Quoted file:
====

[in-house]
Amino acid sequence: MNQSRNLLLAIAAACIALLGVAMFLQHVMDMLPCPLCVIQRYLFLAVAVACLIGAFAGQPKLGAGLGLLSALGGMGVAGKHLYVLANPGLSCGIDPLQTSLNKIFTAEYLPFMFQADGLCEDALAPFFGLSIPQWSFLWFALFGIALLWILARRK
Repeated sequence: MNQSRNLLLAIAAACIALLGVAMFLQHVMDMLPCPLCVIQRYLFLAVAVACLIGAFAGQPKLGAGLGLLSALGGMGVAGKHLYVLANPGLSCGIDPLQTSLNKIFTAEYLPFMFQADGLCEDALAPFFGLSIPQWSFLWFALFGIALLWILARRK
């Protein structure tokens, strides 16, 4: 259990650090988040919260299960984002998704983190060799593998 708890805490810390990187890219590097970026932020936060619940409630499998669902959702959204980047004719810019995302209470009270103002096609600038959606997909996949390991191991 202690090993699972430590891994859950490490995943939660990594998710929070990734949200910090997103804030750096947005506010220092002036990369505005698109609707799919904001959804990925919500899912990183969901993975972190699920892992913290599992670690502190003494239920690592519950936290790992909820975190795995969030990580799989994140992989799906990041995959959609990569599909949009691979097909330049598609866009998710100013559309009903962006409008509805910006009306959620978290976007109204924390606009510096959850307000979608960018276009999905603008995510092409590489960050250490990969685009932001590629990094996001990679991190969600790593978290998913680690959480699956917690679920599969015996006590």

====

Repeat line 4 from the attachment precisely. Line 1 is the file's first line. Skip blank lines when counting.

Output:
């Protein structure tokens, strides 16, 4: 259990650090988040919260299960984002998704983190060799593998 708890805490810390990187890219590097970026932020936060619940409630499998669902959702959204980047004719810019995302209470009270103002096609600038959606997909996949390991191991 202690090993699972430590891994859950490490995943939660990594998710929070990734949200910090997103804030750096947005506010220092002036990369505005698109609707799919904001959804990925919500899912990183969901993975972190699920892992913290599992670690502190003494239920690592519950936290790992909820975190795995969030990580799989994140992989799906990041995959959609990569599909949009691979097909330049598609866009998710100013559309009903962006409008509805910006009306959620978290976007109204924390606009510096959850307000979608960018276009999905603008995510092409590489960050250490990969685009932001590629990094996001990679991190969600790593978290998913680690959480699956917690679920599969015996006590």